Finally, in a briefing by the ICE National Security Division on Operation Frontline in front of the Subcommittee on Immigration, Border Security and Claims, on November 10, 2004, the mission of Operation Front Line was “apply[ing] real-time threat information to detect, prevent, and disrupt terrorist activities.” The briefing went on to explain that the “two major elements to Frontline [were]: 1. Exploiting unique information databases, including SEVIS, NSEERS, US VISIT, and tactically act upon that information, [and] 2. Dynamic intelligence driven enforcement initiatives of Immigration and Customs Laws resulting in the prevention and disruption of terrorist travel both domestically and abroad.”
Disparate Impact on the Community:
ICE released a statistically scientific random sample of 300 Operation Frontline investigation files. The random sample established that 79 percent of those investigated were from Muslim-majority countries, most notably from Pakistan, Turkey, Morocco and Egypt. Those investigated also include lawful permanent residents. Also, according to statistics released by the Department of Homeland Security for FY 2005, people from the countries targeted by Operation Frontline comprise less than .003% of deportable aliens nationally. Based on the random sample proffered by ICE, the statistics released by DHS on deportable aliens then confirm that citizens from Muslim majority countries were 1,280 times more likely to be targeted by Operation Frontline than citizens from other countries.
These results run contrary to what ICE stated publicly regarding the structure and nature of Operation Frontline, mainly that “[r]ace, religion or ethnicity were not criteria used in identifying or arresting the violators [of immigration law].” ICE also stated that Operation Frontline “focused on immigration violators that may have posed an enhanced public safety or national security threat, [and that the] arrests were predicated on violations of immigration law.”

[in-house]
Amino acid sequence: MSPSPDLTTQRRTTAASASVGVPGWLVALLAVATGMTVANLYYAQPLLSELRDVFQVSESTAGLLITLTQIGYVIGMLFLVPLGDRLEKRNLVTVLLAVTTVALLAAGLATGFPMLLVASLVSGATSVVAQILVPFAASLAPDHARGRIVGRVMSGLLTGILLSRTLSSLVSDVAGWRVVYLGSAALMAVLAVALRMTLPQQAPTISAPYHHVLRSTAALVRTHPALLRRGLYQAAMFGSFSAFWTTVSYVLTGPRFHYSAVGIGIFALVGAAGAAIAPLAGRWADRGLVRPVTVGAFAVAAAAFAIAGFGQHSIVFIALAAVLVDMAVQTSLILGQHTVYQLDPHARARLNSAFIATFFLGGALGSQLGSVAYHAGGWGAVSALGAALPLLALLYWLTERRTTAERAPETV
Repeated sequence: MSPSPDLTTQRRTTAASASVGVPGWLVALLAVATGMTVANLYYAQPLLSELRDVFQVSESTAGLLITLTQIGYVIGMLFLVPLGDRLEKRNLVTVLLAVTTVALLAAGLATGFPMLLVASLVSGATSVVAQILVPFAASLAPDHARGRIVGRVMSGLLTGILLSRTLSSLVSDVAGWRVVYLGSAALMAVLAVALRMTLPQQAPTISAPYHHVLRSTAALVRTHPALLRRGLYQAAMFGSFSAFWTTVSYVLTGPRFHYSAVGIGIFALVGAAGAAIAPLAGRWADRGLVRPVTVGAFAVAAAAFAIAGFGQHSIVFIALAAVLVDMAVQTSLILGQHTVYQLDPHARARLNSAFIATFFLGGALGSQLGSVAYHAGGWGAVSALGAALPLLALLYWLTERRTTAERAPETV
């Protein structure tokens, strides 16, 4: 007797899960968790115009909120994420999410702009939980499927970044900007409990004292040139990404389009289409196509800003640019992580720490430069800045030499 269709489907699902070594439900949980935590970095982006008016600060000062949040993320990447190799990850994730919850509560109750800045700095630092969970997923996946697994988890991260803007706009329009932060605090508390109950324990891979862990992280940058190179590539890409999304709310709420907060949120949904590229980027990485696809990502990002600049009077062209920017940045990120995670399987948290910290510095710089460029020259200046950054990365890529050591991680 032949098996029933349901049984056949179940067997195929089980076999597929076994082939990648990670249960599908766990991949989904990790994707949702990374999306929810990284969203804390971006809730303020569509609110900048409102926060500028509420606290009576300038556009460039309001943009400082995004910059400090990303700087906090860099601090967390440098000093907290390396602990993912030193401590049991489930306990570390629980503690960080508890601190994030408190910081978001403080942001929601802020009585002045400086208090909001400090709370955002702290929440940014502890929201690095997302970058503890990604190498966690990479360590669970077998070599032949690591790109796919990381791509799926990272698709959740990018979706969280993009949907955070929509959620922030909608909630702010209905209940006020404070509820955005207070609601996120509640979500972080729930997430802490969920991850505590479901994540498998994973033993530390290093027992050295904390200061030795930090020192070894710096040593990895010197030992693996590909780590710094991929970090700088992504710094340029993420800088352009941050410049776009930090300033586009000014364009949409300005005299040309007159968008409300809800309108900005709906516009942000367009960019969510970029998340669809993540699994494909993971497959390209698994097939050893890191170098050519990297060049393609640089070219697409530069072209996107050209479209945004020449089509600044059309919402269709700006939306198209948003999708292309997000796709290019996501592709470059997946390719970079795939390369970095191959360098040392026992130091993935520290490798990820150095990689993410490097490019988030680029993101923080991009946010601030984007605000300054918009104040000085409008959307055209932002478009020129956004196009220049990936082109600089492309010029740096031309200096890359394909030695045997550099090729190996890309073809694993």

The questions used during the investigations leave little doubt as to whether criteria of religion or ethnicity were factors in the program. In fact, there were questions about:
1) The amount of times alien visits the local mosque,
Other questions included the knowledge or possession of any specialized skills, such as chemical knowledge, scuba diving or driving license; the ownership of any guns, explosives, chemical/ bio component; the wire of money transfer—which was mostly sent to aliens’ families overseas; bank accounts; travel patterns; information on rallies or demonstrations; information of aliens’ friends in Physics or Chemistry departments on campuses; and aliens’ opinion of the United States to which an alien responded that [he/she] was “living the American Dream, and cared greatly for the equal opportunities, rights and values that are afforded in America.”
The success of Operation Frontline in preventing terrorist activities is also in doubt. In short, the program either shed light on individuals who had not complied with SEVIS, mainly failure to enroll in/ register for classes, or for early withdrawal, all of which are considered minor immigration violations. Moreover, many of the investigations’ conclusory statements speak volume of the null level of success of Operation Frontline’s initial mission. Below is a sample of recurring statements in the investigations: